Monday, May 08, 2006

New AGA Survey Offers In-Depth Profile of U.S. Internet Gamblers

Report Also Reveals Significant Growth Across Entire Industry

WASHINGTON, May 8 /PRNewswire/
The typical U.S. Internet gambler is under 40, college-educated, male and more affluent than his fellow citizens, according to results of a new survey of online gamblers included in the American Gaming Association's (AGA) 2006 State of the States: The AGA Survey of Casino Entertainment. The report also includes comprehensive economic impact data on the U.S. commercial casino industry, which indicate the industry in 2005 generated more than $30 billion in gross gaming revenues for the first time ever.

According to the poll of Internet gamblers, conducted by Peter D. HartResearch Associates, Inc., fully 70 percent of respondents started gambling online within the past two years, indicating the growing popularity of this activity. And while Internet gamblers in the U.S. say they enjoy online gambling for its convenience, more than half (55 percent) believe online gaming companies find ways to cheat, and 46 percent believe their fellow players cheat. The survey also revealed a great deal of confusion about the legality of online gambling, with a mere 19 percent of respondents realizing - - or willing to admit -- that the activity currently is illegal in the U.S.

"Even though our member companies currently aren't involved in the online gaming market, and the overall percentage of Americans who gamble online is relatively small, there's no doubt this issue has captured the attention of the media, members of Congress and the American public," said Frank J. Fahrenkopf, Jr., president and CEO of the AGA. "We strive to make each year's State of the States report the most comprehensive information resource not only on the current state of our industry, but the most significant emerging trends in gaming, so it was important that we take alook at this growing phenomenon."

In addition to the online polling results, the AGA's 2006 State of theStates survey includes detailed data on the economic impact of the U.S. commercial casino industry at the national and state level. The data show that the industry continued to exhibit strong growth in 2005, despite the tremendous challenges brought by Hurricanes Katrina and Rita last fall.

Last year, the 455 commercial casinos in 11 states generated $30.29 billion in gross gaming revenue, representing an increase of nearly 5 percent over 2004 revenue totals. Individual gaming markets also witnessed landmark success, with Las Vegas revenues surpassing $6 billion and Atlantic City revenues climbing above $5 billion for the first time.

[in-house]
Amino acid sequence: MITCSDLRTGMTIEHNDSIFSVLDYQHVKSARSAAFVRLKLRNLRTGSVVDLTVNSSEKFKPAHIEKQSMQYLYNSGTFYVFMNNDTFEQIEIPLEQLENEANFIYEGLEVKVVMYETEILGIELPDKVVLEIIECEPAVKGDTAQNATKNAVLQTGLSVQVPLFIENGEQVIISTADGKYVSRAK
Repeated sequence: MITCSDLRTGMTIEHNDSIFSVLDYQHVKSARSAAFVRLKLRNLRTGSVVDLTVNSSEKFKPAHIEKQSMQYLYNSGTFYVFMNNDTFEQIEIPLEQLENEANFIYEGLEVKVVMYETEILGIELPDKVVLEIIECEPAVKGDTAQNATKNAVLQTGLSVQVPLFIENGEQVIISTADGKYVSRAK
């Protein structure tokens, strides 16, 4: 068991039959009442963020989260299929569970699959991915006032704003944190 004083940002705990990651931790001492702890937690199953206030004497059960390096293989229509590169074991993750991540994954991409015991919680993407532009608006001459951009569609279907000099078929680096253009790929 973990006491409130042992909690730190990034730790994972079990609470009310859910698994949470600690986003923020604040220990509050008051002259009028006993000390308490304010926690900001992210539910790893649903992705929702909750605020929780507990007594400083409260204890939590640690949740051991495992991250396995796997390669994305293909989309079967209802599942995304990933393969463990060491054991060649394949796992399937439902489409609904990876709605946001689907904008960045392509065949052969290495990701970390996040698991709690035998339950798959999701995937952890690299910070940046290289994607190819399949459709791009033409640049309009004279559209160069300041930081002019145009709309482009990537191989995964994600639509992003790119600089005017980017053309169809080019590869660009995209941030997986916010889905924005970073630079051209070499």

Survey data also indicate the industry continued to be an important source of employment in the areas where it operates, providing more than 354,000 employees with wages totaling more than $12.6 billion, including benefits and tips. The industry also continued to be a major source of tax revenues, contributing $4.92 billion to state and local governments in2005, an increase of just fewer than 5 percent from 2004 totals.

State of the States also includes a detailed look at the growing economic impact of racetrack casinos, or racinos. In 2005, the 29 operational racetrack casinos in nine states generated $3.12 billion in gross gaming revenue, a more than 9 percent increase over 2004 figures. Racinos employed 17,000 people in 2005 and distributed $1.28 billion indirect gaming taxes to state and local governments.

"This year's survey confirms that the U.S. commercial casino industry has continued to grow despite the significant obstacles of the past year, and has become an integral component of America's entertainment culture," Fahrenkopf said. "With reconstruction along the Mississippi Gulf Coast continuing at a rapid pace and new gaming markets expected to come online later this year, we look forward to even greater success this year."

This year's survey once again features a special section devoted to poker. The data indicate that the poker boom that started in 2004 is still going strong, with nearly one in five American adults (18 percent) again reporting they played poker last year. The opportunity to spend time with friends and family, followed by the skill and strategy involved in the game, are the top reasons people play poker, according to results of a national poll conducted by Luntz, Maslansky Strategic Research. Poker revenues also continued to surge in 2005. In Nevada and New Jersey, the only commercial casino states that track poker revenue, U.S. casino visitors spent more than $207 million on organized poker last year, anamazing 37 percent increase over 2004 totals.

Survey results also indicate overall acceptability of casino gambling remains high, with nearly 80 percent of respondents saying it is acceptable for themselves or others. According to the poll, Americans also continue tooverwhelmingly view gambling as a question of personal choice (83 percent), and nearly three-quarters (72 percent) see casinos as a valuable part of acommunity's entertainment and tourism options.

The 2006 State of the States includes additional information tools andresources such as a pocket guide to key national and state economicstatistics and a glossary of often-confusing gaming terms.

To obtain a full copy of the 2006 State of the States, log on to

The American Gaming Association (AGA) is the national trade association for the commercial casino industry. In addition to representing the interests of its members on federal legislative and regulatory issues, the AGA serves as a clearinghouse for information, develops educational and advocacy programs, and provides leadership on industry-related issues of public concern.

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